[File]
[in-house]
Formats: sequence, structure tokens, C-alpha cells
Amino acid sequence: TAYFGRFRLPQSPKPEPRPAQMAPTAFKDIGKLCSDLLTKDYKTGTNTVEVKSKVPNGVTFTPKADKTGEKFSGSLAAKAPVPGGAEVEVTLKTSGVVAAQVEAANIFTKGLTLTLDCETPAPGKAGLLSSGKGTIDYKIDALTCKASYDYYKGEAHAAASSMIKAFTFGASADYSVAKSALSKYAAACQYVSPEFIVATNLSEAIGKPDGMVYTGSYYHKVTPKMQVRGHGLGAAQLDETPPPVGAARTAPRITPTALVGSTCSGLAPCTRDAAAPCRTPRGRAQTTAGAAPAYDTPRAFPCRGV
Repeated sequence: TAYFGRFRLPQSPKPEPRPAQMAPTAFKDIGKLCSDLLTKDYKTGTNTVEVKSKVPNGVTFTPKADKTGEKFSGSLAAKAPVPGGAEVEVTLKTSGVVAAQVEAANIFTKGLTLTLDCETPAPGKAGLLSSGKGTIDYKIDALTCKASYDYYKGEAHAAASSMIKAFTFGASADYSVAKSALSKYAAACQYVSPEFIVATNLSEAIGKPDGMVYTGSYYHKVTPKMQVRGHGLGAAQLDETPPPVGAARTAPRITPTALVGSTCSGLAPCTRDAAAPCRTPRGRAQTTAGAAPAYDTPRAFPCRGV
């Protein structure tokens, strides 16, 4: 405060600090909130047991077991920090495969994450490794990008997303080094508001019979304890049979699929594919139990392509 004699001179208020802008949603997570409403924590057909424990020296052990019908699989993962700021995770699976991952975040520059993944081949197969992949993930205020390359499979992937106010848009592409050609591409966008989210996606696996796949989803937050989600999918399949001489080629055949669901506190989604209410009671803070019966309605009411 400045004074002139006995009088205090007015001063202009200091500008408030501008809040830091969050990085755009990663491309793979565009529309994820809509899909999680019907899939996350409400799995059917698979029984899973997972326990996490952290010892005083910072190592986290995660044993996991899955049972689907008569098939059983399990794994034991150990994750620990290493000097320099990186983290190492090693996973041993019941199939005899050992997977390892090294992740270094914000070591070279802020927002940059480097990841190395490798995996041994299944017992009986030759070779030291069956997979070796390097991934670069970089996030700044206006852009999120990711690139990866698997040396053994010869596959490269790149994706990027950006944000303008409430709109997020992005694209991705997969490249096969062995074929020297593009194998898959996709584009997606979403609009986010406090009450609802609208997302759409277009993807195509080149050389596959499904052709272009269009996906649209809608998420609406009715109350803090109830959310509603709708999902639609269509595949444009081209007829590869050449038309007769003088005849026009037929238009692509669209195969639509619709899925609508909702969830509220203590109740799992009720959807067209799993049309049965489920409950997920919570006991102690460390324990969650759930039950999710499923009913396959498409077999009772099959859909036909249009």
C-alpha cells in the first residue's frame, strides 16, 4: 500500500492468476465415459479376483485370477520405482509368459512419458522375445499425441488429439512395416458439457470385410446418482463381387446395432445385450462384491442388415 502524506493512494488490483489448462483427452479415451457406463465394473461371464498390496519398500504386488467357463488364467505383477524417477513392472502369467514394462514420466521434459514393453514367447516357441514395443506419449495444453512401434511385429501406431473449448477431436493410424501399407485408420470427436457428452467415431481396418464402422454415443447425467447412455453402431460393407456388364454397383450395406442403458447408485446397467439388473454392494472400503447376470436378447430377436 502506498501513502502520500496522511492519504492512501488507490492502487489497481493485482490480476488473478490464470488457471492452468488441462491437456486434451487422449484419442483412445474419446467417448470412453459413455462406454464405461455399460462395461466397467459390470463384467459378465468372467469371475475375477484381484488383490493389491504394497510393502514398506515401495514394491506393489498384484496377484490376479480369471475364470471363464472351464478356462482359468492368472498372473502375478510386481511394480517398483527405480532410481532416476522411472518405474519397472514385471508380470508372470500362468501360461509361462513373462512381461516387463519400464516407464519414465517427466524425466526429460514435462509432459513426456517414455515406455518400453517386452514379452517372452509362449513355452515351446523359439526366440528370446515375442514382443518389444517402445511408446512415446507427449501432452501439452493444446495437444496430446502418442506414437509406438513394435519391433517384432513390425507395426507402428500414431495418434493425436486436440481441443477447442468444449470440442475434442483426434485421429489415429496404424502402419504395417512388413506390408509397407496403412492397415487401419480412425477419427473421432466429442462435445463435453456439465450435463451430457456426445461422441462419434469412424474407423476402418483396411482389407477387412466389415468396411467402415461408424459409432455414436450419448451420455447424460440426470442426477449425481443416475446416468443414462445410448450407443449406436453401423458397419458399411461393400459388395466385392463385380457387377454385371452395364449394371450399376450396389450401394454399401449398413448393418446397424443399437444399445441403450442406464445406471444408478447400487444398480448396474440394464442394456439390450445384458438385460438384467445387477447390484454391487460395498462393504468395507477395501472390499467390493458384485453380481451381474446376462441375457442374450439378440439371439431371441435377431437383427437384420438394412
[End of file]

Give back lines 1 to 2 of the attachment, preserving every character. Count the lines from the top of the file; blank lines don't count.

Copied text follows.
[in-house]
Formats: sequence, structure tokens, C-alpha cells